We spend a lot of our time running our greasy little fingers over all kinds of touchscreens, but they just sit there unmoving as untouchable blocks of colors dart around beneath the surface. The Obake display isn't quite so lifeless, and it's just begging to be poked and prodded.
Designed by MIT Media Lab's Dhairya Dand and Rob Hemsley, Obake is what its creators consider a 2.5 dimensional interface. Formed from an elastic screen with an image projected on it from above, the Obake can detect push and pull input with a depth sensing camera and has a series of linear actuators under its surface that can alter the screen's topography.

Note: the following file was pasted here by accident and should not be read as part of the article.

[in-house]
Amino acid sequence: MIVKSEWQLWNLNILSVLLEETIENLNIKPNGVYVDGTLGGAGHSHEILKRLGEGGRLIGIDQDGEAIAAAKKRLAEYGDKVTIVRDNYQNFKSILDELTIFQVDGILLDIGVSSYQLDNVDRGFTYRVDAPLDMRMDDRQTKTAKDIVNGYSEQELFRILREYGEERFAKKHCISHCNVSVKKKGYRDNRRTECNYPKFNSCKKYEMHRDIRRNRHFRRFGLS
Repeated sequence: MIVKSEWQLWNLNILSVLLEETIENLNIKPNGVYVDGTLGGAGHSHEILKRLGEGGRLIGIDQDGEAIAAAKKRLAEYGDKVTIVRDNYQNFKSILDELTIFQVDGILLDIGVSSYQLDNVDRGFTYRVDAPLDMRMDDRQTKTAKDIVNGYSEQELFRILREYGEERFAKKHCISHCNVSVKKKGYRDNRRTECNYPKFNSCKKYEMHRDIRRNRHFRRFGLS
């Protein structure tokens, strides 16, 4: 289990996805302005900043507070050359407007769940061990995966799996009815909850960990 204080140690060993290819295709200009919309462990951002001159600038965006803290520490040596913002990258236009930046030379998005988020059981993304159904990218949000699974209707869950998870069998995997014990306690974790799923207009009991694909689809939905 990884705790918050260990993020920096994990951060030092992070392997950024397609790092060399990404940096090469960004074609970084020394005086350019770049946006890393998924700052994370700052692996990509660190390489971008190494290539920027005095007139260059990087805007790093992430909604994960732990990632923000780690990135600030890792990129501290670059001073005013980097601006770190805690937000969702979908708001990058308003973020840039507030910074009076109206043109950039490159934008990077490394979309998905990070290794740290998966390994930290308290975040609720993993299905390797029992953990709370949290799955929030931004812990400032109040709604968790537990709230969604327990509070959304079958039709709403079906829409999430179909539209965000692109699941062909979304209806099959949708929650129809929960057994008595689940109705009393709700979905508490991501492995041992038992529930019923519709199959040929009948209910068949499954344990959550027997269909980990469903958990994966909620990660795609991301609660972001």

The idea behind Obake—beside being fodder for pinch-to-zoom jokes—was to somehow merge the fluidity of water with more solid geometry to make something that morphs through use, but still has some rigidity to it. Ultimately, there's probably not a practical application for something like this, and if there is, chances are it is very, very specific. But put it to the right use and you could have something cool on your hands. Touchscreen trampolines anyone? [Dhairyia Dand via Co.Design]